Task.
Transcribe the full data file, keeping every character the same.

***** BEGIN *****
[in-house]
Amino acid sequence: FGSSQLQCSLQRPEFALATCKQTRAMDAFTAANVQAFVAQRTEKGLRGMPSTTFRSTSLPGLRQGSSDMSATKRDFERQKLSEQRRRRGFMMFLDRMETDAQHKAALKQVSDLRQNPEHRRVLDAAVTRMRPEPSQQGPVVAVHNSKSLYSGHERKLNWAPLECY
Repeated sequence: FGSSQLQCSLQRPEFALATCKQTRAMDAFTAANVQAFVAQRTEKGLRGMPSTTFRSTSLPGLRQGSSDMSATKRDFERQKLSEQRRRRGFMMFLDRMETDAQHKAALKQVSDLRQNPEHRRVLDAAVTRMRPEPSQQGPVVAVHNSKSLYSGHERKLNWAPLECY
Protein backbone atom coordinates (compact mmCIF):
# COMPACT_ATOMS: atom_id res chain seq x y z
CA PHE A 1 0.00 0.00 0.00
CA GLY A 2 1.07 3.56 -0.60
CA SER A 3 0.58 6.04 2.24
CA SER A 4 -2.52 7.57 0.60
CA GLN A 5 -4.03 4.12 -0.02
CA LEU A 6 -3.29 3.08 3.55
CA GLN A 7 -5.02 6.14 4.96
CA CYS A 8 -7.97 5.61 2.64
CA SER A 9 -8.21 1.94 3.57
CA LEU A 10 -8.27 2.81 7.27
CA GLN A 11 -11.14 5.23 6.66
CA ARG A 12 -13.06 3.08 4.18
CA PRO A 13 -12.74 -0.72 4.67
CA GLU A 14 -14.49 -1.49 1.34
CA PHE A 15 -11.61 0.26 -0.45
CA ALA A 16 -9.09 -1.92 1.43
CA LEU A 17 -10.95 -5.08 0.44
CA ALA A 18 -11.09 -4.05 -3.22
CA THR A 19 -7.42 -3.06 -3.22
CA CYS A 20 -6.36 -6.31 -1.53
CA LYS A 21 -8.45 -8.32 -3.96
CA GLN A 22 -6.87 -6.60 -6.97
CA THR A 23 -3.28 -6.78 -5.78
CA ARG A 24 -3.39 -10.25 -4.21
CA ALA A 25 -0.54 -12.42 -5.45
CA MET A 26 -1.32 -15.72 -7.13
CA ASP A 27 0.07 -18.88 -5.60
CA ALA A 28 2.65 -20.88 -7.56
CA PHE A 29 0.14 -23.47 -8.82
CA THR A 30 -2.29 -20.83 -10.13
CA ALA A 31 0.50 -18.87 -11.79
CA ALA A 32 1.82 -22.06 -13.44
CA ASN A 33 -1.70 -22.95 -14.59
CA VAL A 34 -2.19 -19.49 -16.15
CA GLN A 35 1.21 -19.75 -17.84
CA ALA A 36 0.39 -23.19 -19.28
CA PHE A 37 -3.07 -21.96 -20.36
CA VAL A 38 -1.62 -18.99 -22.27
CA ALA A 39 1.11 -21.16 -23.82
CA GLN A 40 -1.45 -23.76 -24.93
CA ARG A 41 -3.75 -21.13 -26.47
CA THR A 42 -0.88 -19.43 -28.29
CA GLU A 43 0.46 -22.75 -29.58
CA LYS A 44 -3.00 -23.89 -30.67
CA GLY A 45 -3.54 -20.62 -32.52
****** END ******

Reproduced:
[in-house]
Amino acid sequence: FGSSQLQCSLQRPEFALATCKQTRAMDAFTAANVQAFVAQRTEKGLRGMPSTTFRSTSLPGLRQGSSDMSATKRDFERQKLSEQRRRRGFMMFLDRMETDAQHKAALKQVSDLRQNPEHRRVLDAAVTRMRPEPSQQGPVVAVHNSKSLYSGHERKLNWAPLECY
Repeated sequence: FGSSQLQCSLQRPEFALATCKQTRAMDAFTAANVQAFVAQRTEKGLRGMPSTTFRSTSLPGLRQGSSDMSATKRDFERQKLSEQRRRRGFMMFLDRMETDAQHKAALKQVSDLRQNPEHRRVLDAAVTRMRPEPSQQGPVVAVHNSKSLYSGHERKLNWAPLECY
Protein backbone atom coordinates (compact mmCIF):
# COMPACT_ATOMS: atom_id res chain seq x y z
CA PHE A 1 0.00 0.00 0.00
CA GLY A 2 1.07 3.56 -0.60
CA SER A 3 0.58 6.04 2.24
CA SER A 4 -2.52 7.57 0.60
CA GLN A 5 -4.03 4.12 -0.02
CA LEU A 6 -3.29 3.08 3.55
CA GLN A 7 -5.02 6.14 4.96
CA CYS A 8 -7.97 5.61 2.64
CA SER A 9 -8.21 1.94 3.57
CA LEU A 10 -8.27 2.81 7.27
CA GLN A 11 -11.14 5.23 6.66
CA ARG A 12 -13.06 3.08 4.18
CA PRO A 13 -12.74 -0.72 4.67
CA GLU A 14 -14.49 -1.49 1.34
CA PHE A 15 -11.61 0.26 -0.45
CA ALA A 16 -9.09 -1.92 1.43
CA LEU A 17 -10.95 -5.08 0.44
CA ALA A 18 -11.09 -4.05 -3.22
CA THR A 19 -7.42 -3.06 -3.22
CA CYS A 20 -6.36 -6.31 -1.53
CA LYS A 21 -8.45 -8.32 -3.96
CA GLN A 22 -6.87 -6.60 -6.97
CA THR A 23 -3.28 -6.78 -5.78
CA ARG A 24 -3.39 -10.25 -4.21
CA ALA A 25 -0.54 -12.42 -5.45
CA MET A 26 -1.32 -15.72 -7.13
CA ASP A 27 0.07 -18.88 -5.60
CA ALA A 28 2.65 -20.88 -7.56
CA PHE A 29 0.14 -23.47 -8.82
CA THR A 30 -2.29 -20.83 -10.13
CA ALA A 31 0.50 -18.87 -11.79
CA ALA A 32 1.82 -22.06 -13.44
CA ASN A 33 -1.70 -22.95 -14.59
CA VAL A 34 -2.19 -19.49 -16.15
CA GLN A 35 1.21 -19.75 -17.84
CA ALA A 36 0.39 -23.19 -19.28
CA PHE A 37 -3.07 -21.96 -20.36
CA VAL A 38 -1.62 -18.99 -22.27
CA ALA A 39 1.11 -21.16 -23.82
CA GLN A 40 -1.45 -23.76 -24.93
CA ARG A 41 -3.75 -21.13 -26.47
CA THR A 42 -0.88 -19.43 -28.29
CA GLU A 43 0.46 -22.75 -29.58
CA LYS A 44 -3.00 -23.89 -30.67
CA GLY A 45 -3.54 -20.62 -32.52